By Rich Bockmann
If you grew up playing ping-pong in a rec room in the United States, it may strike you as odd the passion the Chinese have for table tennis, and even more so that a master of the sport teaches the finer points in the basement of a Flushing hotel.
“In China, people have no money” to build a proper tennis court, explained head Coach Yuxiang Li, of the New York International Table Tennis Center, on 35th Avenue, one of a handful of academies in Flushing dedicated to the sport. “Everyone has a table.”
Table tennis is a national obsession in China, the country that has dominated the sport in international competition with 23 of 27 Olympic gold medals.
Li, like many Chinese, began his table tennis training at an early age, and the sport has taken him across the globe.
After earning a handful of Chinese national championships, he hit the international scene, claiming dozens of titles with the German national team. He was later hired as a coach at the renowned Boroussia Dusseldor school, working with future Olympic champion Ryu Seungmin and European World Cup winner Vladimir Samsonov.
“Talent, and training very hard,” Li said of the attributes that made Samsonov a legend in the sport.
These days Li gives lessons in the basement of the Flushing International Hotel and has taken his share of young players to the country’s national stage.
His academy is one of seven clubs across the country ranked as a national center of excellence by USA Table Tennis, the sport’s national governing body.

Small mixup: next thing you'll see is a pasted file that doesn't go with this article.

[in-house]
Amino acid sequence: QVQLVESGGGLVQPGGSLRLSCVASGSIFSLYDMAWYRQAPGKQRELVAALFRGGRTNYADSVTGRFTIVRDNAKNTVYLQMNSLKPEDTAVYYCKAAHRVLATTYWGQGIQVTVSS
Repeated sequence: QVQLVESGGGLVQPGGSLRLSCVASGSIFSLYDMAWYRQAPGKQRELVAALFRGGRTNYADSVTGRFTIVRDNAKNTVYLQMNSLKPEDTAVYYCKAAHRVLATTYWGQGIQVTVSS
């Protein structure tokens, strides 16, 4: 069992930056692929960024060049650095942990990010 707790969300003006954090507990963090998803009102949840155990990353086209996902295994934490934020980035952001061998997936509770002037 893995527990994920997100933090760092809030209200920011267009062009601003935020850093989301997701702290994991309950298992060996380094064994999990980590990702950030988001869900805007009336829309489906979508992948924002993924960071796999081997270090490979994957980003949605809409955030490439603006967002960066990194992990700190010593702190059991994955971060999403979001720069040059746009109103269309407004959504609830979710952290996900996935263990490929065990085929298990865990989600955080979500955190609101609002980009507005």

The first thing a student learns is how to grip the paddle. With the traditional Chinese grip, known as the penhold, the player holds the paddle’s handle between the thumb and forefinger, using the wrist to flutter the paddle’s face around.
Li prefers the Western shakehand grip, with the forefinger behind the paddle. He teaches his students to bring the paddle up in a high arc, putting greater force behind the stroke.
Next is the footwork. Li teaches his young students to be light on the balls of their feet, bouncing up and down in constant motion to be able to adjust to a new angle.
“You have to make small, quick moves in a very short amount of time,” he said.
With a basket in easy reach, Li delivers a barrage of bouncing balls to his students, barking out orders in a clipped cadence as his students bounce on their feet, reacting to different angles as the room fills with the rhythmic “tock-tock-tock” sound of the balls hitting the table in repetition.
The New York International Table Tennis Center is at 134-32 35th Ave. For more information, call 718-961-4208.
Reach reporter Rich Bockmann by e-mail at firstname.lastname@example.org or by phone at 718-260-4574.